Vetter Sau

conflictingheart:

circumhorizontal arcs photographed by (click pic) david england, andy cripe, del zane, todd sackmann and brandon rios. this atmospheric phenomenon, otherwise known as a fire rainbow, is created when light from a sun that is at least 58 degrees above the horizon passes through the hexagonal ice crystals that form cirrus clouds which, because of quick cloud formation, have become horizontally aligned.

(Source: nubbsgalore, via tomato-s)

rhamphotheca:

Toxic Toupee:  Explaining the Nation’s Most Toxic Caterpillar
by Carrie Arnold
No warm and fuzzy here—a possible boom in a highly toxic but irresistibly touchable caterpillar is sending people in the eastern U.S. to the hospital.
Young children from Florida to North Carolina are reporting excruciating pain after coming into contact with the most venomous caterpillar in the U.S., the furry puss caterpillar aka "asp" , the larva of the Flannel Moth (Megalopyge opercularis), according to news reports. Some have petted the insect; others have been injured when the caterpillars fell onto them from trees.
The puss caterpillar got its name because it resembles a cuddly house cat, said University of Florida entomologist Don Hall. While these insects may look soft, their outer comb-over (which some have compared to a toupee) hides small, extremely toxic spines that stick in your skin…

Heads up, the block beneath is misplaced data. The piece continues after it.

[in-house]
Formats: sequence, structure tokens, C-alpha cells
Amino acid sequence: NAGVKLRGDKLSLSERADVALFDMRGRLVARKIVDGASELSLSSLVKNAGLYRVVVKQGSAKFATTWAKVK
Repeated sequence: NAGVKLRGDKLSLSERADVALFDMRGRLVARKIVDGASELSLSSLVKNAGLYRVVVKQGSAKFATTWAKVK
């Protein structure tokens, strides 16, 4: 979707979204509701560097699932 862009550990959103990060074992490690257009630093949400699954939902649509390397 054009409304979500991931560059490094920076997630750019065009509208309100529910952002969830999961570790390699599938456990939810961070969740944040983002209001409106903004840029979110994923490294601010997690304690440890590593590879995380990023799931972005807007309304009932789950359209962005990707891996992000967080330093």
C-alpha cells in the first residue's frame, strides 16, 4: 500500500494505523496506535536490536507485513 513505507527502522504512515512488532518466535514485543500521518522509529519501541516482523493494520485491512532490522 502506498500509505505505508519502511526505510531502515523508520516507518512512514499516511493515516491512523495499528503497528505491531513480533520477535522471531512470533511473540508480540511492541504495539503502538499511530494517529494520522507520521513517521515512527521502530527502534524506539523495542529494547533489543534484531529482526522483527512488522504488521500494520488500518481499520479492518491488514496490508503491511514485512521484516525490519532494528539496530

(read more: National Geographic)
photos: George Grail, National Geo
(Also see “Scat-Firing Caterpillars Elude Predators.”)

rhamphotheca:

Toxic Toupee:  Explaining the Nation’s Most Toxic Caterpillar

by Carrie Arnold

No warm and fuzzy here—a possible boom in a highly toxic but irresistibly touchable caterpillar is sending people in the eastern U.S. to the hospital.

Young children from Florida to North Carolina are reporting excruciating pain after coming into contact with the most venomous caterpillar in the U.S., the furry puss caterpillar aka "asp" , the larva of the Flannel Moth (Megalopyge opercularis), according to news reports. Some have petted the insect; others have been injured when the caterpillars fell onto them from trees.

The puss caterpillar got its name because it resembles a cuddly house cat, said University of Florida entomologist Don Hall. While these insects may look soft, their outer comb-over (which some have compared to a toupee) hides small, extremely toxic spines that stick in your skin…

(read more: National Geographic)

photos: George Grail, National Geo

(Also see “Scat-Firing Caterpillars Elude Predators.”)

(via cthulhudawn)